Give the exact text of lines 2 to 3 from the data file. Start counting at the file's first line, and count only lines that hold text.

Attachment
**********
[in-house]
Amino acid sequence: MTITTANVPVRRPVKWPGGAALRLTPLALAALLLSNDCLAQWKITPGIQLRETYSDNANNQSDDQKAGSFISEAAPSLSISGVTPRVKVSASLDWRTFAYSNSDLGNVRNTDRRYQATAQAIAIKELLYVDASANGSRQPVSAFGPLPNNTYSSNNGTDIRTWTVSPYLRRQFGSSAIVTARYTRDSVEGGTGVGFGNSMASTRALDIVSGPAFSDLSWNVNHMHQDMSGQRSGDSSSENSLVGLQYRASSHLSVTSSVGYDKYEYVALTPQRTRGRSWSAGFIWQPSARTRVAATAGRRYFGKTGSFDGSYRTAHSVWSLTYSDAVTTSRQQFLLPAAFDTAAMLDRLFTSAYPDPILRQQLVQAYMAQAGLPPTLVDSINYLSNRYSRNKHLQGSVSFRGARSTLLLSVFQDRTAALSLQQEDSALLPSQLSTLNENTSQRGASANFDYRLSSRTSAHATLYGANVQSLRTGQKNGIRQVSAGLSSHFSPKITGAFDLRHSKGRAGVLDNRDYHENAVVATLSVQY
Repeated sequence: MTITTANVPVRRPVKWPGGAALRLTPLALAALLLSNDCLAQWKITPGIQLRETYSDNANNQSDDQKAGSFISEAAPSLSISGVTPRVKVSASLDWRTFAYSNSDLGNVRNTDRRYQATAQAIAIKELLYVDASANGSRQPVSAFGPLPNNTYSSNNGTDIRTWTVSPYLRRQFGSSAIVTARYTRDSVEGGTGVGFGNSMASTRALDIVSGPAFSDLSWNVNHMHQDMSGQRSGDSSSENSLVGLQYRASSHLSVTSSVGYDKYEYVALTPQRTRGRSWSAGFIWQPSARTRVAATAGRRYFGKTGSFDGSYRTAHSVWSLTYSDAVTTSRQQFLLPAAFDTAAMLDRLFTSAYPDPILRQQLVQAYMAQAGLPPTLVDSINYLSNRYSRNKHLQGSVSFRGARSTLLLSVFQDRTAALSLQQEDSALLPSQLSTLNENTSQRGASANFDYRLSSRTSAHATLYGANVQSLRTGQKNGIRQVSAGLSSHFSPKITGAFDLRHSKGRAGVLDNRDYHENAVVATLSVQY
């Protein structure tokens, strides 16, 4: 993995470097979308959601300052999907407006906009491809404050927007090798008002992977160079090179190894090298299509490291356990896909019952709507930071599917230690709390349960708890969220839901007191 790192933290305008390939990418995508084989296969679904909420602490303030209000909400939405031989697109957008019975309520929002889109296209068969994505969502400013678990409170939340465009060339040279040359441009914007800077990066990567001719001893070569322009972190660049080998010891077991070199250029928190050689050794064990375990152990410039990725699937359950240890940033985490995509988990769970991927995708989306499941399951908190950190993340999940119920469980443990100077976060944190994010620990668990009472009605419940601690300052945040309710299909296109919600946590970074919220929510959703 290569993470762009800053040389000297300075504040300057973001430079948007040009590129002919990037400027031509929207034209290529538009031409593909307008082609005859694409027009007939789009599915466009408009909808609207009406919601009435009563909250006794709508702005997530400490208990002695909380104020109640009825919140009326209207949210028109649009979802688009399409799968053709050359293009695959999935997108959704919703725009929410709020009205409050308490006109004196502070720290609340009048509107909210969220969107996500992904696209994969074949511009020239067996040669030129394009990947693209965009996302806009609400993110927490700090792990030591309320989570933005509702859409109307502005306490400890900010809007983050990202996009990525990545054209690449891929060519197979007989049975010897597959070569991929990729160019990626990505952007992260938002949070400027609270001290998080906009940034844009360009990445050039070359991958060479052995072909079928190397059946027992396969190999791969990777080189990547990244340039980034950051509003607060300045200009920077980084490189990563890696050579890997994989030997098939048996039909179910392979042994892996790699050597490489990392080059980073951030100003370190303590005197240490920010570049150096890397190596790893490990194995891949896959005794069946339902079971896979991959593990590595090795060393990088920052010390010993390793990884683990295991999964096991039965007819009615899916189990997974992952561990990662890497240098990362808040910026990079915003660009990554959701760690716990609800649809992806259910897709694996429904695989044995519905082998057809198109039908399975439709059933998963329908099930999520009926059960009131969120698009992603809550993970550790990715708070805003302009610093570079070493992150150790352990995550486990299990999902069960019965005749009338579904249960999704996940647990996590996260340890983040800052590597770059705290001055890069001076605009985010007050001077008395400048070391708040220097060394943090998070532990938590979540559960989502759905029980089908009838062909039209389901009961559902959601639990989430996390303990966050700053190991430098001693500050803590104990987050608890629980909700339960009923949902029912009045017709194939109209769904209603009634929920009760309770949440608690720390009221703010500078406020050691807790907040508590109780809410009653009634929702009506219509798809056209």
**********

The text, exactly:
Amino acid sequence: MTITTANVPVRRPVKWPGGAALRLTPLALAALLLSNDCLAQWKITPGIQLRETYSDNANNQSDDQKAGSFISEAAPSLSISGVTPRVKVSASLDWRTFAYSNSDLGNVRNTDRRYQATAQAIAIKELLYVDASANGSRQPVSAFGPLPNNTYSSNNGTDIRTWTVSPYLRRQFGSSAIVTARYTRDSVEGGTGVGFGNSMASTRALDIVSGPAFSDLSWNVNHMHQDMSGQRSGDSSSENSLVGLQYRASSHLSVTSSVGYDKYEYVALTPQRTRGRSWSAGFIWQPSARTRVAATAGRRYFGKTGSFDGSYRTAHSVWSLTYSDAVTTSRQQFLLPAAFDTAAMLDRLFTSAYPDPILRQQLVQAYMAQAGLPPTLVDSINYLSNRYSRNKHLQGSVSFRGARSTLLLSVFQDRTAALSLQQEDSALLPSQLSTLNENTSQRGASANFDYRLSSRTSAHATLYGANVQSLRTGQKNGIRQVSAGLSSHFSPKITGAFDLRHSKGRAGVLDNRDYHENAVVATLSVQY
Repeated sequence: MTITTANVPVRRPVKWPGGAALRLTPLALAALLLSNDCLAQWKITPGIQLRETYSDNANNQSDDQKAGSFISEAAPSLSISGVTPRVKVSASLDWRTFAYSNSDLGNVRNTDRRYQATAQAIAIKELLYVDASANGSRQPVSAFGPLPNNTYSSNNGTDIRTWTVSPYLRRQFGSSAIVTARYTRDSVEGGTGVGFGNSMASTRALDIVSGPAFSDLSWNVNHMHQDMSGQRSGDSSSENSLVGLQYRASSHLSVTSSVGYDKYEYVALTPQRTRGRSWSAGFIWQPSARTRVAATAGRRYFGKTGSFDGSYRTAHSVWSLTYSDAVTTSRQQFLLPAAFDTAAMLDRLFTSAYPDPILRQQLVQAYMAQAGLPPTLVDSINYLSNRYSRNKHLQGSVSFRGARSTLLLSVFQDRTAALSLQQEDSALLPSQLSTLNENTSQRGASANFDYRLSSRTSAHATLYGANVQSLRTGQKNGIRQVSAGLSSHFSPKITGAFDLRHSKGRAGVLDNRDYHENAVVATLSVQY